Thursday, 21 March 2019

Blind spot in the Australian Government's National Action Plan for the Health of Children and Young People

The Australian Government has, sensibly, recognised the health of children and young people as important to the health and wellbeing of Australian society in general.
A National Action Plan for the Health of Children and Young People is being developed to take a life course approach in providing a road map for a national approach to providing this cohort to the best start in life.

On page 8 of the draft plan, the key life stages for children and young people are noted as below:

As you would expect, 'preconception to birth and early childhood' are recognised as the foundation of the life cycle and one of the key life stages for children and young people.
The plan says they are taking a ‘life course’ approach and acknowledge preconception, antenatal and infancy time as the beginning of that and a ‘key life stage’ and say they are focusing on prevention and early intervention. There are thirteen priority actions for implementation
However, the plan has a gigantic blind spot in regard to the best way to focus on and succeed with ‘prevention and early intervention’, despite an avalanche of evidence about what works in this area of health care.  

Ensuring the health needs of First Nation Peoples, Rural and Remote Families and Vulnerable Families are met is entirely appropriate.  It makes sense that the plan would seek to ‘Expand support for families, especially families living with adversity’, however, the plan lists the following priority actions:

Priority Four is to 'Roll-out sustained nurse home visiting programs commencing antenatally and with a focus on women living in adversity'. 
Priority Five is to 'Expand evidence-based sustained nurse home visiting programs for Australian Indigenous families' - a US based program where midwifery is unknown in the main.

Where is the role of the midwife? 

Despite the overwhelming amount of evidence demonstrating that continuity of midwifery care improves an array of important outcomes for women and their infants, the midwife is missing from this document. 

Please add your voice to the survey seeking feedback on the plan.

The invitation to comment on the plan opened on the 18 March 2019 and closes 28 March 2019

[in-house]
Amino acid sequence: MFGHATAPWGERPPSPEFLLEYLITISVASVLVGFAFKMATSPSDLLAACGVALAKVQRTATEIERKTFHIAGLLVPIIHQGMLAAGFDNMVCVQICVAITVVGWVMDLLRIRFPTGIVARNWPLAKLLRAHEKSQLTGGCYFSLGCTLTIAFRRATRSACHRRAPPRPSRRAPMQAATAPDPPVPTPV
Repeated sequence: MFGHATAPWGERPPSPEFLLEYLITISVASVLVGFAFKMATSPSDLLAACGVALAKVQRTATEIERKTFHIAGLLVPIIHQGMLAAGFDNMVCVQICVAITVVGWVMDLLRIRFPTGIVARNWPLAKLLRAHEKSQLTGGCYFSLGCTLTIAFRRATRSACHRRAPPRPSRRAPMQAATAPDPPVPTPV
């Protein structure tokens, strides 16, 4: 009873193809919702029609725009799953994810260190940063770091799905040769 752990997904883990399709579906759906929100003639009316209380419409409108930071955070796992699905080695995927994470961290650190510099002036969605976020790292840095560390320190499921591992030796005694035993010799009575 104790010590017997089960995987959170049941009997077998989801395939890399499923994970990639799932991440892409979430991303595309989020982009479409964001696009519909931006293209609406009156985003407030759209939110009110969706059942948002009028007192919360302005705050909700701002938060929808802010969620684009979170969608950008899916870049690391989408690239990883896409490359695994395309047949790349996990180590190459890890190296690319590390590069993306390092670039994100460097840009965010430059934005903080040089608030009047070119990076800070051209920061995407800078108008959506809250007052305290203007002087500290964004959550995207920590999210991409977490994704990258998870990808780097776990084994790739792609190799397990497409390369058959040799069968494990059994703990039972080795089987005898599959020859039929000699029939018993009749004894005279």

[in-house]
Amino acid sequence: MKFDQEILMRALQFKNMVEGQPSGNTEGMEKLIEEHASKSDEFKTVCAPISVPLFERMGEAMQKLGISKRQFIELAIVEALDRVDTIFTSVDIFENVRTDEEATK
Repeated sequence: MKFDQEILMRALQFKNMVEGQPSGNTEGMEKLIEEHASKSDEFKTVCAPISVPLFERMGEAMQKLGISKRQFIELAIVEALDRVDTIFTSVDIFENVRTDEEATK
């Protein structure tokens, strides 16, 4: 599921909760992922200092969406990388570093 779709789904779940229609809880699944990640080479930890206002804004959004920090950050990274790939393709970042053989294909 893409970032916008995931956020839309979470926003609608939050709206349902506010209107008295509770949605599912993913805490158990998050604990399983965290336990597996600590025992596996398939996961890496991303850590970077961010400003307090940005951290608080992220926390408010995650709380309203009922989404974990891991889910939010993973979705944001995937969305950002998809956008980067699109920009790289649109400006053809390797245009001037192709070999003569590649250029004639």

Children and Youth of Australia need your help to ensure continuity of midwifery care is embedded in the plan. 

The following important points to include in your response are:

Your voice is important. Let's make a real difference to the children and youth of Australia.

Let's ensure all childbearing women have access to continuity of midwifery care and the future reaps the benefits

More references, courtesy of a reader - thank you!

1. Sandall J, Soltani H, Gates S, Shennan A, Devane D. Midwife-led continuity models versus other models of care for childbearing women. Cochrane Database Syst Rev 2016; 4: Cd004667.
2. Tracy SK, Hartz DL, Tracy MB, et al. Caseload midwifery care versus standard maternity care for women of any risk: M@NGO, a randomised controlled trial. The Lancet 2013; 382(9906): 1723-32.
3. McLachlan HL, Forster DA, Davey MA, et al. Effects of continuity of care by a primary midwife (caseload midwifery) on caesarean section rates in women of low obstetric risk: the COSMOS randomised controlled trial. BJOG: An International Journal of Obstetrics & Gynaecology 2012; 119(12): 1483-92.
4. Kildea S, Simcock G, Liu A, et al. Continuity of midwifery carer moderates the effects of prenatal maternal stress on postnatal maternal wellbeing: the Queensland flood study. Archives of Women's Mental Health 2018; 21(2): 203-14.
5. Kildea S, Hickey S, Nelson C, et al. Birthing on Country (in Our Community): a case study of engaging stakeholders and developing a best-practice Indigenous maternity service in an urban setting. Aust Health Rev 2018; 42(2): 230-8.
6. Gao Y, Gold L, Josif C, et al. A cost-consequences analysis of a Midwifery Group Practice for Aboriginal mothers and infants in the Top End of the Northern Territory, Australia. Midwifery 2014; 30(4): 447-55.
7. Toohill J, Turkstra E, Gamble J, Scuffham PA. A non-randomised trial investigating the cost-effectiveness of Midwifery Group Practice compared with standard maternity care arrangements in one Australian hospital. Midwifery 2012; 28(6): e874-e9.
8. Department of Health and Aging. Improving maternity services in Australia: A discussion paper from the Australian Government: Commonwealth of Australia, 2009.
9. AHMAC. National Maternity Services Plan, 2011. Canberra: Australian Health Ministers Advisory Council, Commonwealth of Australia, 2011.

No comments: